AN ANALYSIS OF THE INFLUENCE OF YOUTH UNEMPLOYMENT ON ECONOMIC GROWTH: EMPIRICAL EVIDENCE FROM TANZANIA.
FREDERICK A. MAHAWI
DR. CORETHA KOMBA
Table of Contents
CHAPTER ONE 4
1.1 Background of the study 4
1.2 Statement of the Problem 6
1.3 Objectives 7
1.3.1 Main Objective 7
1.3.2 Specific Objectives 7
1.4 Hypothesis 7
1.5 Research Question 7
1.6 Significance of the Study 7
1.7 Scope of the Study 7
1.8 Limitations of the Study. 8
1.9 Layout of the Study 8
CHAPTER TWO 9
REVIEW OF THE RELATED LITERATURE 9
2.0 Introduction 9
2.1 Theoretical Literature Review 9
2.1.1 Marxist theory of unemployment 9
2.1.2 Traditional neoclassical growth theory 10
2.1.3 The Keynesian unemployment theory 10
2.1.4 Okun’s theory of unemployment 11
2.2 Empirical Literature Review 11
2.3 A Critique of Empirical Literature and Research Gaps 13
CHAPTER THREE 14
MODEL SPECIFICATION AND METHODOLOGY 14
3.0 Introduction 14
3.1 Functional Relationship and model Specification 14
3.2 Variables Description 16
3.3 Prior Estimation Time Series Tests 18
3.3.1 Descriptive Analysis 18
3.3.2 Unit Root Test 18
3.3.3 Johansen Co-integration Test 19
3.3.4 Vector Error Correction Model (VECM) 19
3.3.5 The Granger Causality Test 20
3.4 Diagnostic Tests 20
3.4.1 Normality test 20
3.4.2 Autocorrelation test 20
3.4.3 Heteroskedasticity test 21
3.4.4 Stability test 21
3.4.5 Multicollinearity Test 21
3.5 Data Analysis 21
1.1 Background of the study
Africa, being the world’s youngest region, continues to be threatened with high levels of unemployment. The unemployment challenge is even worse to some age groups especially the youth. Trends for youth shows that as a result, the global youth unemployment is expected to rise by half a million in 2016 to reach 71 million, which is the first such increase in 3 years’ time (ILO, 2016). The degree of severity of youth unemployment in the continent differs from one sub-region to another especially between the Sub-Saharan Africa and the Maghreb (North Africa) Africa. Although the youth population is projected to reach over 830 million by 2050 in the entire continent, the prevalence of youth unemployment in the Sub-Saharan Africa is expected to continue falling; the trend that started in 2012 reaching 10.9% in 2016 with a slight fall to 10.8% in 2017, (ibid). Moreover, there is a strong correlation between education and productivity levels; while the youth labour force participation rate is the highest in Sub-Saharan Africa reaching 54.2%, the sub-region’s enrolment rates in secondary and tertiary education is the lowest in the continent. This has a bearing impact on the economic growth processes.
The economies of many African countries are weaker today as compared to the past since we witness many African youth are joining a disheartened job market and worse still the continent has even the educated people struggling to secure a job. The above insights were shared by Mr. Tonny Elumelu who is the chairman of Heirs Holdings (Nigeria) during the Africa Finance Corporation Infrastructure Summit held in Abuja Nigeria during May 2017. Mr. Tonny Elumelu is among the largest youth employers in the continent; he said further that youth unemployment in the Sub-Saharan Africa runs between 12% and 14% while the problem is around 9% to 10% in South Asia, over the same period.
For the case of East African Community (EAC) sub-region youth unemployment is still a huge challenge too. The EAC comprises of Burundi, Kenya, Uganda, Rwanda and Tanzania. Among these countries, Kenya has the highest youth unemployment rate. It is projected that one in every five Kenyan youth of working age has no job, compared to one in every 20 youth in Uganda and Tanzania. That puts Kenya at roughly 20% youth unemployment, which makes Uganda and Tanzania’s unemployment problems (5%) seem insignificant in comparison. In fact they are not, since there’s nothing insignificant about youth unemployment across East Africa. There are various factors contributing to the region’s worrying employment figures namely: rapid population growth, skills gap, informal unemployment, and insecurity (The East Africa Monitor, 26 April 2017).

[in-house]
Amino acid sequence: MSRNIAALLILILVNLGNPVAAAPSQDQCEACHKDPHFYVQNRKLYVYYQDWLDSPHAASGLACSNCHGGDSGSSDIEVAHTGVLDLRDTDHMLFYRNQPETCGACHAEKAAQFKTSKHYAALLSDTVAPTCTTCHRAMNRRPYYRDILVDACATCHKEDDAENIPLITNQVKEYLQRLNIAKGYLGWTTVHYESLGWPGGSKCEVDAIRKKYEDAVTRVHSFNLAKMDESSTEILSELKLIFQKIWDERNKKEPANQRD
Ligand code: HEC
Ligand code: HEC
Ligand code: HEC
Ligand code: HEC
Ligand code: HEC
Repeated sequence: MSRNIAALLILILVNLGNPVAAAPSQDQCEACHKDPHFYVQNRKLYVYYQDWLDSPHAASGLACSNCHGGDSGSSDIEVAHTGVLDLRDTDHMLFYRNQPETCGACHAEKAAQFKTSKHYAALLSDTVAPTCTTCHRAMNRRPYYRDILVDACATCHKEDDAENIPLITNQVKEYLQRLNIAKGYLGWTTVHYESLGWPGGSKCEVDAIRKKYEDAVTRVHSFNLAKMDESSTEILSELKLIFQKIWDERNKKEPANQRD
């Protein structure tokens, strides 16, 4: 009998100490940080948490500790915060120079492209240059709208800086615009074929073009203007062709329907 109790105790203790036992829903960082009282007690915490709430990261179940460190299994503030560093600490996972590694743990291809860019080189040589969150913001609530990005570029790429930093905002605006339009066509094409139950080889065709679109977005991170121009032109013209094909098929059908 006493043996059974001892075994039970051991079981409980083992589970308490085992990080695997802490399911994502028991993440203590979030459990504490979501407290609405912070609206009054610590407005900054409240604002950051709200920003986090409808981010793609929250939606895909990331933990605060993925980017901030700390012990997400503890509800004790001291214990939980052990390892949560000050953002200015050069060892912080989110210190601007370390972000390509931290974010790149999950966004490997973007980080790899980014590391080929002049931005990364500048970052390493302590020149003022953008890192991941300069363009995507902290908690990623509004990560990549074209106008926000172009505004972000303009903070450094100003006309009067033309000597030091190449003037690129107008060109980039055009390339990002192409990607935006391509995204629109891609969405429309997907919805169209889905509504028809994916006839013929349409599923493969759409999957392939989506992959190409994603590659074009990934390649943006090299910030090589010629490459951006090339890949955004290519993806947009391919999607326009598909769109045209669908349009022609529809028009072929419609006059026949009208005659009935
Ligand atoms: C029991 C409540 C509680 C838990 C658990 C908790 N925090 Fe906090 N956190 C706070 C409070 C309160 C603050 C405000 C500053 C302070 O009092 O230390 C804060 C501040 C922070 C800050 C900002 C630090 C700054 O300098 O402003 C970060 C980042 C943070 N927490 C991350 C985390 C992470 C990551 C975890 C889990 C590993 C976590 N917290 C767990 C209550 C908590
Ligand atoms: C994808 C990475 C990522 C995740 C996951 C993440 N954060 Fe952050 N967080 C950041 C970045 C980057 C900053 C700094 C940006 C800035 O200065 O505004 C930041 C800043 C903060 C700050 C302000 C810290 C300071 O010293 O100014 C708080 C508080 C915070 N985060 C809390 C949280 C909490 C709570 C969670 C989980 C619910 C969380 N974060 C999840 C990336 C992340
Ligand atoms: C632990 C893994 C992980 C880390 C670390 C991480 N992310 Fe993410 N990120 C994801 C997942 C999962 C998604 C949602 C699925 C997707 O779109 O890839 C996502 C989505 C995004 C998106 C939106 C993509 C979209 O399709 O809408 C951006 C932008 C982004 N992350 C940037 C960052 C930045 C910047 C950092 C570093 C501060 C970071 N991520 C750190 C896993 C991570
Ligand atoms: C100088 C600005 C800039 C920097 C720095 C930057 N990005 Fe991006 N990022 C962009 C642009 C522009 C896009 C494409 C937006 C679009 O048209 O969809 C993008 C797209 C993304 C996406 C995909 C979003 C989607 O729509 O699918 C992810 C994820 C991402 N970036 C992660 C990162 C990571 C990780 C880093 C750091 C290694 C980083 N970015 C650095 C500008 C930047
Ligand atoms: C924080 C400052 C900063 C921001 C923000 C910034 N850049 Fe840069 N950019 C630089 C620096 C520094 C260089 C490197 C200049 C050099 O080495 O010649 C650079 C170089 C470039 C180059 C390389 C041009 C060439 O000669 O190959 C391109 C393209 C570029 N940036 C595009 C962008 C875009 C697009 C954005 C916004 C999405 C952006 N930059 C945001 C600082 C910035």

The origin of the unemployment challenge in Tanzania starts in 1970s when the country experienced economic crunch which was observed through a slowdown in economic growth rate from around 5% to merely 2.6% in the 1980s; the situation had worsened further to about 1% in early 1990s, Salim et al (2017). The job creation pace was far below than the available labour force during the same periods; hence the unemployment rate kept increasing within the same period, (WB, 2017).
The pervasiveness of unemployment in Tanzania as in other countries, is regarded as one among the key national developmental challenges. The government of Tanzania since the country got her independence is working smarter and harder to minimize the unemployment problem alongside with poverty reduction and reducing inequality issues in the country. The government therefore has been crafting various policies to deal with the issues which include: National Strategy for Economic Growth and Poverty Reduction (NSEGPR), Tanzania Development Vision 2025 (TDV 2025), amongst others.
Tanzania has claimed strong real GDP of over 6 percent for the past 15 years yet the growth rates have not translated into more jobs creation since the annual unemployment rate within the same period was at the rising rate from 2% in 2005 to 2.9 percent in 2013, despite the decline of the unemployment rate to 2.3% in 2016, (Salim et al, 2017). The real GDP growth rates and unemployment rates provide a paradoxical phenomenon since it was expected that the higher GDP growth rates would translate into lower unemployment rates.